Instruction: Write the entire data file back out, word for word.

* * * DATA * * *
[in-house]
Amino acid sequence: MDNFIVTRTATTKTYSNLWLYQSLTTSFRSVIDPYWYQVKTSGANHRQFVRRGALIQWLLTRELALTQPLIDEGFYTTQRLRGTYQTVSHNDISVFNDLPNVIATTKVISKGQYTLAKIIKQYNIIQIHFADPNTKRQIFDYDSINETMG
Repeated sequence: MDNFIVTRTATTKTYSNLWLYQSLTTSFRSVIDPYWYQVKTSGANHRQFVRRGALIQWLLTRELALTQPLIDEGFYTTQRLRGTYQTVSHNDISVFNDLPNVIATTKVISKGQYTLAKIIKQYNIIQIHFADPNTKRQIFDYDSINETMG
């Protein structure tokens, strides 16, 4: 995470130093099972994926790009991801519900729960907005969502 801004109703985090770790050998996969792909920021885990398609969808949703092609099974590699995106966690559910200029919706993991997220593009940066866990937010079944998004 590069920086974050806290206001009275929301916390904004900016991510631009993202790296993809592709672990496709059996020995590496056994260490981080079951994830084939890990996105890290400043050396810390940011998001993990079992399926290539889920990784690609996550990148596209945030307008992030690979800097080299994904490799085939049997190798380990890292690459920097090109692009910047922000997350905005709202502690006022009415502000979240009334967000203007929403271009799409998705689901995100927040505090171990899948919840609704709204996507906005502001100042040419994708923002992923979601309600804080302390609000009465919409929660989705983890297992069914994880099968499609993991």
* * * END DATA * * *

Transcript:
[in-house]
Amino acid sequence: MDNFIVTRTATTKTYSNLWLYQSLTTSFRSVIDPYWYQVKTSGANHRQFVRRGALIQWLLTRELALTQPLIDEGFYTTQRLRGTYQTVSHNDISVFNDLPNVIATTKVISKGQYTLAKIIKQYNIIQIHFADPNTKRQIFDYDSINETMG
Repeated sequence: MDNFIVTRTATTKTYSNLWLYQSLTTSFRSVIDPYWYQVKTSGANHRQFVRRGALIQWLLTRELALTQPLIDEGFYTTQRLRGTYQTVSHNDISVFNDLPNVIATTKVISKGQYTLAKIIKQYNIIQIHFADPNTKRQIFDYDSINETMG
């Protein structure tokens, strides 16, 4: 995470130093099972994926790009991801519900729960907005969502 801004109703985090770790050998996969792909920021885990398609969808949703092609099974590699995106966690559910200029919706993991997220593009940066866990937010079944998004 590069920086974050806290206001009275929301916390904004900016991510631009993202790296993809592709672990496709059996020995590496056994260490981080079951994830084939890990996105890290400043050396810390940011998001993990079992399926290539889920990784690609996550990148596209945030307008992030690979800097080299994904490799085939049997190798380990890292690459920097090109692009910047922000997350905005709202502690006022009415502000979240009334967000203007929403271009799409998705689901995100927040505090171990899948919840609704709204996507906005502001100042040419994708923002992923979601309600804080302390609000009465919409929660989705983890297992069914994880099968499609993991």